UNICEF focuses attention on water in Tanna
UNICEF focuses attention on water in Tanna
Cyclone Vania victims receive help to access safe drinking water
UNICEF Pacific’s field office in Vanuatu early this month supplied more than 700 water, sanitation and hygiene (WASH) kits to 738 families in 40 villages in the Middlebush area of Tanna Island. The Middlebush area suffered significant flooding that contaminated streams and open water sources from which people collect their water.
An initial joint multi-sector rapid assessment carried out by the Tafea Provincial authorities with the National Disaster Management Office (NDMO), United Nations Office for the Coordination of Humanitarian Affairs (UNOCHA), UNICEF, the Vanuatu Red Cross and NGOs indicated that poor sanitation practices and flooding of latrines have contaminated surface water in many areas posing the risk of disease outbreak. Many communities are reporting an increase in diarrohoea cases.
“UNICEF is supporting families in the most vulnerable areas to access clean and safe drinking water through the provision of water containers, water purification tablets, soaps and hygiene promotion material”, said Hamish Weatherly, UNICEF Pacific’s Emergency Preparedness and Response Coordinator.
In stepping up the WASH response, UNICEF as the Cluster Lead agency for the WASH Cluster Group is working closely with the group’s members - Ministry of Health (MoH), Rural Water Supply, Vanuatu Red Cross, UNICEF, French Red Cross, Vanuatu Red Cross, WHO, ADRA, World Vision and Oxfam – to coordinate WASH related activities that will support and complement the Government’s efforts.
UNICEF is providing financial support to local water technicians to support two teams carry out a detailed assessment of water infrastructure in worst hit areas of Tanna and that is anticipated to be completed by the end of this week. Red Cross has already initiated an assessment across Erromango Island and ADRA is working with communities in northern Tanna to repair and improve water supply systems.
While the focus is on the WASH response, UNICEF is also supporting a holistic approach to the emergency response, ensuring that nutrition, health, education and protection are also considered.
To support the under resourced local health system to deal with increased pressure over the coming months as nutritional stress and poor WASH conditions set in, UNICEF has provided four basic emergency health kits enough to cover a population of 40,000 people for up to three months and distributed 4,000 sachets of Oral Rehydration Salt for infants and young children suffering from diarrhea.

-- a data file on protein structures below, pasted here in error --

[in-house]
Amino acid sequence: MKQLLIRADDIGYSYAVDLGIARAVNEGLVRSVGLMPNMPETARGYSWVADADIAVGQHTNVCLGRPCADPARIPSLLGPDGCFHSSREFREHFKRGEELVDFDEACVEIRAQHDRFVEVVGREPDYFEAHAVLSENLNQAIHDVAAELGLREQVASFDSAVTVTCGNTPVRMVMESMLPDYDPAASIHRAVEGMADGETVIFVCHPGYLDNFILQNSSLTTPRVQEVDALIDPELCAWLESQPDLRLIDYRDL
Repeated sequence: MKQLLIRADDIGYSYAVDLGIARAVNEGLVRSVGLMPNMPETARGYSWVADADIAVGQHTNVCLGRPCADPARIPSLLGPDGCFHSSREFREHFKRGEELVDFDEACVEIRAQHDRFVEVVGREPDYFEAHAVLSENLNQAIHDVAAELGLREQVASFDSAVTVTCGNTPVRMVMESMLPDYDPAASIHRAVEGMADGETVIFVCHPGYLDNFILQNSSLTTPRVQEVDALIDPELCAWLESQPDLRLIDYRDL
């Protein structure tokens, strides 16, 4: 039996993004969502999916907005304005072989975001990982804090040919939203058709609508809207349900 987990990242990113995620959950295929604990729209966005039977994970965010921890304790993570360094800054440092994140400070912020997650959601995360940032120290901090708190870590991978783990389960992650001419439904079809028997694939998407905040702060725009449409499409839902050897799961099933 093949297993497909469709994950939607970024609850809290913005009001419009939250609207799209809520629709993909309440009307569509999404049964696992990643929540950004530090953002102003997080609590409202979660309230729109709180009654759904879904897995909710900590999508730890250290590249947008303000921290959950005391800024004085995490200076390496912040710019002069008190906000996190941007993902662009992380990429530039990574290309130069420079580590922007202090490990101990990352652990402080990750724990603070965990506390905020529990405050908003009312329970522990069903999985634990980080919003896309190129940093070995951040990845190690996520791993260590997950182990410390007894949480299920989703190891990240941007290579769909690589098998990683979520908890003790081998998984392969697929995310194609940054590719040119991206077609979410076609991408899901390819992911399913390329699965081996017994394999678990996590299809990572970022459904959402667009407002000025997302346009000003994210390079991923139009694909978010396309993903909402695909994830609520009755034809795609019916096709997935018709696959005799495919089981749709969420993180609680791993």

Following significant damage to food crops that will take communities up to six months to recover from, UNICEF is working with NDMO to provide nutritional advice on potential food distribution exercises. UNICEF will also work with WHO and MoH to strengthen provincial health surveillance systems to ensure any spike in disease or nutritional stress is quickly identified and can be acted upon.
UNICEF is also working closely with the Education in Emergencies Unit in the Ministry of Education to follow up on school repairs and ensure that children’s education is not impacted by the cyclone.
Beyond the immediate response, UNICEF has a long term commitment to Tafea province and has been working with the local government and communities since 2008 to strengthen the fulfillment of children’s rights. UNICEF’s programmes in health, WASH, education and protection will continue and help contribute to the recovery.
Tropical cyclone Vania is the fourth in a series of natural disasters – drought, volcanic eruption and tsunami - to hit the province over the past 12 months. Many communities, still recovering from the cumulative effect of these disasters, have been made more vulnerable with the destruction caused by cyclone Tania.
“Given Vanuatu’s, and particularly Tafea Province’s vulnerability to natural disasters, it is critical that development partners work to strengthen communities’ preparedness and response capacities. Without this investment, real long-term progress will be eroded by each successive disaster. With climate change increasing the frequency of some types of natural disasters, this is only becoming more urgent,” UNICEF Pacific’s Chief of Policy, Advocacy, Planning and Evaluation Ms Samantha Coco-Klein stressed.